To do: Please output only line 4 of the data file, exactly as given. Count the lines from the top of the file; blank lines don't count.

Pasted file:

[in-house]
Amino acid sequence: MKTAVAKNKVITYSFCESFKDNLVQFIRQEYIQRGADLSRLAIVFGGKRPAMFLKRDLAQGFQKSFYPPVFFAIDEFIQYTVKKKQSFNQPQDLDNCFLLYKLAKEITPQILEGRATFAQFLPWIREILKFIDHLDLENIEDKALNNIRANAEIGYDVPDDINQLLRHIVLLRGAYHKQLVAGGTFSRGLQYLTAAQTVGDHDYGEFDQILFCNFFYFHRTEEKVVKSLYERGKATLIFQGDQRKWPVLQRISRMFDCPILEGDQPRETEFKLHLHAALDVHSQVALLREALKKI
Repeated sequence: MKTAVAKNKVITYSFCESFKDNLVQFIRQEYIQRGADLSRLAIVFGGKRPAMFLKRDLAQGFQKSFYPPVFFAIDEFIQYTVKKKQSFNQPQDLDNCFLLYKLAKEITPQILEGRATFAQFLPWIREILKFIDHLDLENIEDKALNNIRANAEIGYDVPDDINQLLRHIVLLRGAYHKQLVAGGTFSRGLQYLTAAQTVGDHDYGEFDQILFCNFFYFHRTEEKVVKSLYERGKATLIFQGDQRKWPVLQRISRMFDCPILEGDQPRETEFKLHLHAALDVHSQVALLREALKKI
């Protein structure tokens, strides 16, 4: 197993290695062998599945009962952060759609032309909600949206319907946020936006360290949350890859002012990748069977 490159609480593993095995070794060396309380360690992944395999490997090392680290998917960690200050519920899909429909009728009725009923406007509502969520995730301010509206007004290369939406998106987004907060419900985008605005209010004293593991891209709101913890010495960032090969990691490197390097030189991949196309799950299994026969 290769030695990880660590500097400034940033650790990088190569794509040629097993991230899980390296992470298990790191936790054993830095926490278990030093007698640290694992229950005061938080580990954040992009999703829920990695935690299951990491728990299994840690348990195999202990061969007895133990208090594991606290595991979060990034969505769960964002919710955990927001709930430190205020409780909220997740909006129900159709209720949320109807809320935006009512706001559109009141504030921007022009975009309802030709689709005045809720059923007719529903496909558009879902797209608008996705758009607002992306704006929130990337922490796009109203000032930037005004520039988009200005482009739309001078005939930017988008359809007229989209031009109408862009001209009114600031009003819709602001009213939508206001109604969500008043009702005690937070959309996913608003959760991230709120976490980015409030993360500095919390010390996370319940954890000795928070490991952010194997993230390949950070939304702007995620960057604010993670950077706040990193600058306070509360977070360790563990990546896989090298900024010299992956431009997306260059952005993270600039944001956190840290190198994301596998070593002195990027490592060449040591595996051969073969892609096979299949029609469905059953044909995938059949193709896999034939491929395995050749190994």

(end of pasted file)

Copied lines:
């Protein structure tokens, strides 16, 4: 197993290695062998599945009962952060759609032309909600949206319907946020936006360290949350890859002012990748069977 490159609480593993095995070794060396309380360690992944395999490997090392680290998917960690200050519920899909429909009728009725009923406007509502969520995730301010509206007004290369939406998106987004907060419900985008605005209010004293593991891209709101913890010495960032090969990691490197390097030189991949196309799950299994026969 290769030695990880660590500097400034940033650790990088190569794509040629097993991230899980390296992470298990790191936790054993830095926490278990030093007698640290694992229950005061938080580990954040992009999703829920990695935690299951990491728990299994840690348990195999202990061969007895133990208090594991606290595991979060990034969505769960964002919710955990927001709930430190205020409780909220997740909006129900159709209720949320109807809320935006009512706001559109009141504030921007022009975009309802030709689709005045809720059923007719529903496909558009879902797209608008996705758009607002992306704006929130990337922490796009109203000032930037005004520039988009200005482009739309001078005939930017988008359809007229989209031009109408862009001209009114600031009003819709602001009213939508206001109604969500008043009702005690937070959309996913608003959760991230709120976490980015409030993360500095919390010390996370319940954890000795928070490991952010194997993230390949950070939304702007995620960057604010993670950077706040990193600058306070509360977070360790563990990546896989090298900024010299992956431009997306260059952005993270600039944001956190840290190198994301596998070593002195990027490592060449040591595996051969073969892609096979299949029609469905059953044909995938059949193709896999034939491929395995050749190994």